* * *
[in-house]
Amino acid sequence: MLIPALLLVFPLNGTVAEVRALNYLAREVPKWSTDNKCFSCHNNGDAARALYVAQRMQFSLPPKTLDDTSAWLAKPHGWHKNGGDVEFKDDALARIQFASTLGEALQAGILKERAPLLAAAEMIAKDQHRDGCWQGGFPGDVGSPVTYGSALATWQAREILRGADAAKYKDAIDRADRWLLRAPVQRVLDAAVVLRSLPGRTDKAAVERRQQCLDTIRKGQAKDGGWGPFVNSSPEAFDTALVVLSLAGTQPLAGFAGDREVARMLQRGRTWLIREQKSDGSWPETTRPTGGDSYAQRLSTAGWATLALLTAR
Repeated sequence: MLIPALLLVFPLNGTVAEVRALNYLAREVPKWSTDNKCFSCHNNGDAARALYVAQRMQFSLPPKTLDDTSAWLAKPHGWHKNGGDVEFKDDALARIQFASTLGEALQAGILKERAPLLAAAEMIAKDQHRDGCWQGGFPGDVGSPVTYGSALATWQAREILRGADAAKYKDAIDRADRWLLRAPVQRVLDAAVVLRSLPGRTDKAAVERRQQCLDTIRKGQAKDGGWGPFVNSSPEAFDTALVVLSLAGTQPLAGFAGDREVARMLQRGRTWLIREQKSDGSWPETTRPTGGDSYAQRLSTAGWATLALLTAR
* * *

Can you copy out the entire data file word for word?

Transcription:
[in-house]
Amino acid sequence: MLIPALLLVFPLNGTVAEVRALNYLAREVPKWSTDNKCFSCHNNGDAARALYVAQRMQFSLPPKTLDDTSAWLAKPHGWHKNGGDVEFKDDALARIQFASTLGEALQAGILKERAPLLAAAEMIAKDQHRDGCWQGGFPGDVGSPVTYGSALATWQAREILRGADAAKYKDAIDRADRWLLRAPVQRVLDAAVVLRSLPGRTDKAAVERRQQCLDTIRKGQAKDGGWGPFVNSSPEAFDTALVVLSLAGTQPLAGFAGDREVARMLQRGRTWLIREQKSDGSWPETTRPTGGDSYAQRLSTAGWATLALLTAR
Repeated sequence: MLIPALLLVFPLNGTVAEVRALNYLAREVPKWSTDNKCFSCHNNGDAARALYVAQRMQFSLPPKTLDDTSAWLAKPHGWHKNGGDVEFKDDALARIQFASTLGEALQAGILKERAPLLAAAEMIAKDQHRDGCWQGGFPGDVGSPVTYGSALATWQAREILRGADAAKYKDAIDRADRWLLRAPVQRVLDAAVVLRSLPGRTDKAAVERRQQCLDTIRKGQAKDGGWGPFVNSSPEAFDTALVVLSLAGTQPLAGFAGDREVARMLQRGRTWLIREQKSDGSWPETTRPTGGDSYAQRLSTAGWATLALLTAR